This section is from the book "An Illustrated Flora Of The Northern United States, Canada And The British Possessions Vol3", by Nathaniel Lord Britton, Addison Brown. Also available from Amazon: An Illustrated Flora of the Northern United States, Canada and the British Possessions. 3 Volume Set..
Perennial, hoary with a stellate pubescence of 8-12-rayed hairs, more or less armed with small subulate prickles. Leaves ovate in outline, 3'-6' long, sinuately 5-7-lobed, the lobes entire or undulate, obtuse; cymes appearing terminal, soon evidently lateral, branched, loosely several-flowered; flowers showy, large; calyx-lobes ovate, abruptly long-acuminate, persistent at the base of the berry; corolla violet, 1'-1 1/2' broad, its lobes ovate, acute; berry globose, smooth and glabrous, 1' or more in diameter, yellow when ripe.
Solanum rostratum Dunal, Sol. 234. pl. 24. 1813. S. heterandrum Pursh, Fl. Am. Sept. 156. pl. 7. 1814.
Annual, densely stellate-pubescent with 5-8-rayed hairs, usually copiously armed with yellow subulate prickles; stem erect, branched, 1°-2 1/2° high. Leaves ovate or oval in outline, irregularly pinnately 5-7-lobed or 1-2-pinna-tifid, 2'-5' long, petioled, the lobes mostly oblong, obtuse; flowers racemose, yellow, about 1'broad; racemes lateral; pedicels stout, 3"-6" long, erect both in flower and fruit; calyx densely prickly, surrounding and wholly enclosing the berry, the prickles becoming as long as the fruit, or longer; calyx-lobes lanceolate, acuminate; corolla about 1' broad, slightly irregular, its lobes ovate, acute; stamens and style declined, the lowest stamen longer with an incurved beak; fruit, including its prickles, 1' in diameter or more.
On prairies, South Dakota to Texas and Mexico. Occasional in waste places, Ontario to New Hampshire, Tennessee and Florida, adventive from the west. Texas-nettle. Prickly potato. May-Sept. The original food of the Colorado beetle.
Solatium citrullifolium Braun, Ind. Sem. Frib. 1849.
Annual, glandular-pubescent, or a few 4-5-rayed hairs on the leaves, copiously armed with slender yellow subulate prickles, diffusely branched, 1°-3° high. Leaves irregularly bipinnatifid, resembling in outline those of the watermelon, 2'-6' long; racemes lateral, several-flowered; flowers 1'-1 1/2' broad, violet; stamens and style declined; lowest anther violet, larger than the four other yellow ones; corolla somewhat irregular, its lobes ovate, acuminate; fruit similar to that of the preceding species.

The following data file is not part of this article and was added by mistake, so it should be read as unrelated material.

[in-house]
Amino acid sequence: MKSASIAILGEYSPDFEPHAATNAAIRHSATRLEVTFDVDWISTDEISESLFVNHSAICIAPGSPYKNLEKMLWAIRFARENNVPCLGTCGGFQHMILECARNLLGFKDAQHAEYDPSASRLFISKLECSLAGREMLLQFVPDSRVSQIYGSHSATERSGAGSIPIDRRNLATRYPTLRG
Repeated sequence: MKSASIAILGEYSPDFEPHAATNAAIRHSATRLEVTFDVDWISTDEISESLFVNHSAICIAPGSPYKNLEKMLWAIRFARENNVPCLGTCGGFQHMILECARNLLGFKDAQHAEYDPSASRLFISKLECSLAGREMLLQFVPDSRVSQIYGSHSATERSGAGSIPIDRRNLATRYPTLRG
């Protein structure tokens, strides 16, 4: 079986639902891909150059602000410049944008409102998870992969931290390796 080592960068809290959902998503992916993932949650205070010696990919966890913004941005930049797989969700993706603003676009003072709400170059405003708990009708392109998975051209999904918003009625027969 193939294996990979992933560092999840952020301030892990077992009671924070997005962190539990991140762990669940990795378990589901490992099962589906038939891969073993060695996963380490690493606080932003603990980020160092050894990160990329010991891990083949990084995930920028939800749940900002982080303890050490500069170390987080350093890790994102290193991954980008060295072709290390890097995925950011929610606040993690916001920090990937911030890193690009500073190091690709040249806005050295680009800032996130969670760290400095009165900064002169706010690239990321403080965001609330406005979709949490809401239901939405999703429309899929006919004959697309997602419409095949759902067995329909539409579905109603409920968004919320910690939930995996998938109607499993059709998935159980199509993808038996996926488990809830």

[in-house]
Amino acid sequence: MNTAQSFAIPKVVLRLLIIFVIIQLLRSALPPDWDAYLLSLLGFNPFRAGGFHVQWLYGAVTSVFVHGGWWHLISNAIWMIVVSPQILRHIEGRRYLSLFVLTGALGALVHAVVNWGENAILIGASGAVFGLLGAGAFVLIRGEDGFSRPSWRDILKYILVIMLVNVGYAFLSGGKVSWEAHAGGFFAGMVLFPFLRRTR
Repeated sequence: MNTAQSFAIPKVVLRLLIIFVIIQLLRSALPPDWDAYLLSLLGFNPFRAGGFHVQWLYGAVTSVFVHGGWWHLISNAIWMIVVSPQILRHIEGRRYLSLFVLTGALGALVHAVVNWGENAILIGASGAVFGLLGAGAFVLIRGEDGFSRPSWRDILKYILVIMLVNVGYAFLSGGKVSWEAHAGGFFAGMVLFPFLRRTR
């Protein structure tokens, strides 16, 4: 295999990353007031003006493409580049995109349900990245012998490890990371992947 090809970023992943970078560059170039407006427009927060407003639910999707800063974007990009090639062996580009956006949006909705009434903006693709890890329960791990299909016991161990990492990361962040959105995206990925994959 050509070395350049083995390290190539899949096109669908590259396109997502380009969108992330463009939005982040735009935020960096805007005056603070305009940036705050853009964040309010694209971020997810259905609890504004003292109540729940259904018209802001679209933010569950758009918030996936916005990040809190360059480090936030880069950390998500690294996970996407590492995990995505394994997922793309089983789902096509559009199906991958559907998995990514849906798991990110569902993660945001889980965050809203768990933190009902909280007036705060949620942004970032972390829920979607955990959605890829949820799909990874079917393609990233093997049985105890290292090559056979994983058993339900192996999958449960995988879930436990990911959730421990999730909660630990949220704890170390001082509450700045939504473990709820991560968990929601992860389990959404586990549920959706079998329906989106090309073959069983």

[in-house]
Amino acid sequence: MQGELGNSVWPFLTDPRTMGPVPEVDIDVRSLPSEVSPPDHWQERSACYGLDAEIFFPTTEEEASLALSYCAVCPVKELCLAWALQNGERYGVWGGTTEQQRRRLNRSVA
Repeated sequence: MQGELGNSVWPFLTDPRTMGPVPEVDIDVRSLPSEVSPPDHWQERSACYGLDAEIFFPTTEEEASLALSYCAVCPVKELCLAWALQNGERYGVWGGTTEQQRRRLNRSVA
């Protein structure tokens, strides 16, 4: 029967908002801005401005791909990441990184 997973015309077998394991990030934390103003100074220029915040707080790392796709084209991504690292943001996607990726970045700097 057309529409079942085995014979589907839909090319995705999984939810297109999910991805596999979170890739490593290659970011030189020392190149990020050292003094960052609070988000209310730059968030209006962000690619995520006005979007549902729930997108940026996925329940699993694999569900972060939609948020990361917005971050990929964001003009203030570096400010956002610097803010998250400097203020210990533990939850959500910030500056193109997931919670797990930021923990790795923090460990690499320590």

In dry soil, Iowa and Kansas to Texas, Mexico and New Mexico. Referred in our first edition, to S. heterodoxum Dunal. July-Sept.
Solatium sisymbriifolium Lam. 111. 2: 25. 1793.
Annual, branched, 2°-4° high, villous-pubescent with long viscid hairs and armed all over with bright yellow prickles. Leaves thin, deeply pinnatifid into oblong toothed or sinuate lobes; flowers 1 1/4'-1 1/3' broad, light blue or white; stamens and style nearly erect; anthers all equal, yellow; corolla slightly irregular, its lobes deltoid or ovate-deltoid, acute or obtusish; fruit included in the accrescent calyx which has a prickly tube and thinnish lobes.
In waste places and on ballast, especially about seaports, from Massachusetts to the Gulf States. Introduced from tropical America. June-Sept.
Solanum Dulcamara L. Sp. Pl. 185. 1753.
Perennial, pubescent with simple hairs or gla-brate, stem climbing or straggling, somewhat woody below, branched, 2°-8° long. Leaves peti-oled, ovate or hastate in outline, 2-4' long, 1'-2 1/2' wide, acute or acuminate at the apex, usually slightly cordate- at the base, some of them entire, some with a lobe on one side near the base, some deeply 3-lobed or 3-divided, with the terminal segment much the largest; cymes compound, lateral; pedicels slender, articulated at the base, spreading or drooping; flowers blue, purple or white, 5"-7" broad; calyx-lobes short, oblong, obtuse, persistent at the base of the berry; corolla deeply 5-cleft, its lobes triangular-lanceolate, acuminate; berry oval or globose, red.
In waste places or in moist thickets, sometimes appearing as if indigenous, Nova Scotia to Minnesota, Washington, New Jersey, Pennsylvania and Kansas. May-Sept. Woody nightshade. Poison-flower. Poison- or snake-berry. Scarlet berry. Naturalized from Europe. Native also of Asia.
Solanum triquetrum Cav., a Texan and Mexican nearly glabrous herb, scarcely climbing, with somewhat ridged stems, 3-lobed deltoid-cordate or hastate leaves, lateral few-flowered cymes and globose red berries, is reported from Kansas.